How to Collaborate with Prototypes

horizontal-logo-colorValidately sat down with Victor Conesa, VP of Product Management at JUSTINMIND, the wireframing and prototyping tool, for an in-depth discussion on how to collaborate with prototypes, best practices prototyping for mobile, and more. Validately is excited to team up with Justinmind. Validately’s tools will be available to Justinmind users in early 2016.

Collaboration is crucial to successful protoyping. What are best practices for collaborating and getting buy-in from stakeholders?

Prototypes serve as a communication tool. A lot of time and energy is invested in the software industry to describe how an app or a website should look. This is generally done through specification documents and diagrams, but very few people read them, and even fewer understand them.

In the end, the only thing each and every software project stakeholder (i.e. executives, Business Analysts, UX designers, developers etc.) understands is the final application or something that looks very much like it.

Use a single tool to enable an efficient and collaborative prototyping process. At each step of the prototyping process, a good prototyping tool should enable collaboration and make sure that everyone in the team and the stakeholders are on the same page. The cost of rework should never be underestimated.

A Shared Prototype should be created at the beginning of the design process, and the whole team should be able to edit and make changes to it simultaneously.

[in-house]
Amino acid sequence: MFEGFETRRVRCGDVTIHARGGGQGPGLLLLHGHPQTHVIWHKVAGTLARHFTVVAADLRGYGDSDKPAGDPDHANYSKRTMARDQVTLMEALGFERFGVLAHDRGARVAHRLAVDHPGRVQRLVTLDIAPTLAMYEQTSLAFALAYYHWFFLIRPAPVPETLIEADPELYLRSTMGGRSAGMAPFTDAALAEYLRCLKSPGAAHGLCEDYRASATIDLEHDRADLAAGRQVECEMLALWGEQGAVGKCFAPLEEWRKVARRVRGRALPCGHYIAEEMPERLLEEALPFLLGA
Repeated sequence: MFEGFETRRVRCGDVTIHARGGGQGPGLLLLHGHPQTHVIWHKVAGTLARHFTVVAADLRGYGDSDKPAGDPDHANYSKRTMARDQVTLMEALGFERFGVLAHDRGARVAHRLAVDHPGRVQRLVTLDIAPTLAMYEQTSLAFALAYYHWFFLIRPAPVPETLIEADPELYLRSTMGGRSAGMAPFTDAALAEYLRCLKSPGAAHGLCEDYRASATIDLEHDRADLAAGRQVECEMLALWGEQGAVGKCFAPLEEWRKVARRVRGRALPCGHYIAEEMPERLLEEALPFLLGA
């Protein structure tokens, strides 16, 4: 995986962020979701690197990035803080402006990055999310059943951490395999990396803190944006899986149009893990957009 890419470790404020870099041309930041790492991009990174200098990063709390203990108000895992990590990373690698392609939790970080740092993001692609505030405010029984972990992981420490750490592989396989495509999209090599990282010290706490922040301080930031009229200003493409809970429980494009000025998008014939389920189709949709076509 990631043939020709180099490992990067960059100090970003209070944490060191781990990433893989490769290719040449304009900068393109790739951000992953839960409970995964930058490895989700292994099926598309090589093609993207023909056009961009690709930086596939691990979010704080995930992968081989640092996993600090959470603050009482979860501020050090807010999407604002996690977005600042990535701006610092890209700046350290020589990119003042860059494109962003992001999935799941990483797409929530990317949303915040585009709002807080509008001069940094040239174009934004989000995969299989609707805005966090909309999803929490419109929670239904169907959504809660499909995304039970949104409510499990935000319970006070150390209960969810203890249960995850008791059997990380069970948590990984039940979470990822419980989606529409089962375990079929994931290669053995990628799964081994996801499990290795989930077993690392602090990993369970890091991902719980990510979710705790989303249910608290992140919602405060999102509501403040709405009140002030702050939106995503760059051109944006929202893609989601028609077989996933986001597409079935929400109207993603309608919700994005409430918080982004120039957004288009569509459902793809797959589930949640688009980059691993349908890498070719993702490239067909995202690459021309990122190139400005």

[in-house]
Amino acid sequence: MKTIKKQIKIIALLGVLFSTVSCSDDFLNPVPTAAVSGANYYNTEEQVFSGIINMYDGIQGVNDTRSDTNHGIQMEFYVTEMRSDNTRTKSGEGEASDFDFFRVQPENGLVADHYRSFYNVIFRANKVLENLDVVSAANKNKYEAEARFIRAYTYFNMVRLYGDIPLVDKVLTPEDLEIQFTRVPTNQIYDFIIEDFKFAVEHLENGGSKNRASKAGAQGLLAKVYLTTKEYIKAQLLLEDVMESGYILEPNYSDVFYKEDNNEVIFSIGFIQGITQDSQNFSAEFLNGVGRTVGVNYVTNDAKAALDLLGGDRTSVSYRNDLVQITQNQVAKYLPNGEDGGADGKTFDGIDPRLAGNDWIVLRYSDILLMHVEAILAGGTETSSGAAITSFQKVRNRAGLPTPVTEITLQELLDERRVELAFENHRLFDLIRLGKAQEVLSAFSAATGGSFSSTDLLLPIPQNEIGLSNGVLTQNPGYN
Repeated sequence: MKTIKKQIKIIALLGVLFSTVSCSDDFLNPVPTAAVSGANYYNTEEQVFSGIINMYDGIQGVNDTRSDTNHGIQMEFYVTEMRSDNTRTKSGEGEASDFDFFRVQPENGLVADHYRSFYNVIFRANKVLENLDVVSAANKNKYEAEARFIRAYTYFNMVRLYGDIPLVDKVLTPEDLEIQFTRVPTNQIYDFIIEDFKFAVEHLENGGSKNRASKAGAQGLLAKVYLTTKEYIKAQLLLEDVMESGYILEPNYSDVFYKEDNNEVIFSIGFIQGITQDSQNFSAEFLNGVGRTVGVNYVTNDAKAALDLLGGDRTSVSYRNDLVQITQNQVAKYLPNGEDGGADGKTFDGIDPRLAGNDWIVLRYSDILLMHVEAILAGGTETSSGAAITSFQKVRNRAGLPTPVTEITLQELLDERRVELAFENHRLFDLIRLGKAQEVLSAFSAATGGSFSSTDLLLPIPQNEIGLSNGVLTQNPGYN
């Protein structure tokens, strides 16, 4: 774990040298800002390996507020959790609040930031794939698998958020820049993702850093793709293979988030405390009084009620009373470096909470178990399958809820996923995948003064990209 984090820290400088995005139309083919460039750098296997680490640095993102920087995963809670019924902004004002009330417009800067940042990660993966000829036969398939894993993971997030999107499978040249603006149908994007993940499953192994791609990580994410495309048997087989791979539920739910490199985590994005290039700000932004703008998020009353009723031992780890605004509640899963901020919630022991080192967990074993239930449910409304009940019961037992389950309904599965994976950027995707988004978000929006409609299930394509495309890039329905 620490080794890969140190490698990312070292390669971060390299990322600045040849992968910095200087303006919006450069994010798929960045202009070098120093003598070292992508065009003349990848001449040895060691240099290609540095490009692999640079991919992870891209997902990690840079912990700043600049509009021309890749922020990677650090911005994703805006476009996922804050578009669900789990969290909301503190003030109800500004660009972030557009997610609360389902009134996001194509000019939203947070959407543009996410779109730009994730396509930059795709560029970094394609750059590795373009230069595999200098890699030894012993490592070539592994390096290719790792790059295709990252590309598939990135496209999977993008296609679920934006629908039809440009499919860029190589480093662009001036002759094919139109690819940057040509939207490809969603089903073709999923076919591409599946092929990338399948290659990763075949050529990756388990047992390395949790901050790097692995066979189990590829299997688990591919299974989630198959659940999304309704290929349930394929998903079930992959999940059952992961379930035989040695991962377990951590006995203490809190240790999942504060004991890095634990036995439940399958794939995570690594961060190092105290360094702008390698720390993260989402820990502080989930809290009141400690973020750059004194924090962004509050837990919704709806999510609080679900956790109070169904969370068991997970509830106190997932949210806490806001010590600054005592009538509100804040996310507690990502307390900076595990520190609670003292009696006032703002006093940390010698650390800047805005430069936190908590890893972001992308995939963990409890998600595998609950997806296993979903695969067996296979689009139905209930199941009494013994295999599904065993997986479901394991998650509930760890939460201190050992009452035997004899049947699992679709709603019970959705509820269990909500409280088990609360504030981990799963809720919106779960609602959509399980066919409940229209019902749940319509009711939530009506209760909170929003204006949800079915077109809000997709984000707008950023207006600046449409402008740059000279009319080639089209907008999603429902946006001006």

During and after the creation process, it’s key that the prototyping tool makes it quick and easy to publish and share the prototype online or on remote user testing tools. The prototypes should be available to view in any browser or device so that the simulation is always available for any type of reviewers to give feedback.

The project owner should have complete control over the people who can access and review it. Managing reviews and comments, and being able to link comments to any specific feature or requirement is important too. The tool should also organize these elements well so that no details get lost.

When the reviewing phase comes to an end, the web or app prototyping building cycle can re-start, enriched with feedback and comments from all the interested parties. Published projects should also be easy to replace with updated versions.

For all of these reasons, we created Justinmind, so that all project stakeholders could clearly communicate between each other, and define together the application or website they want to build. And that’s also why we focus so much on all the collaboration and teamwork features (such as shared prototypes, online reviewing and commenting, versioning) that make Justinmind a great collaborative prototyping platform.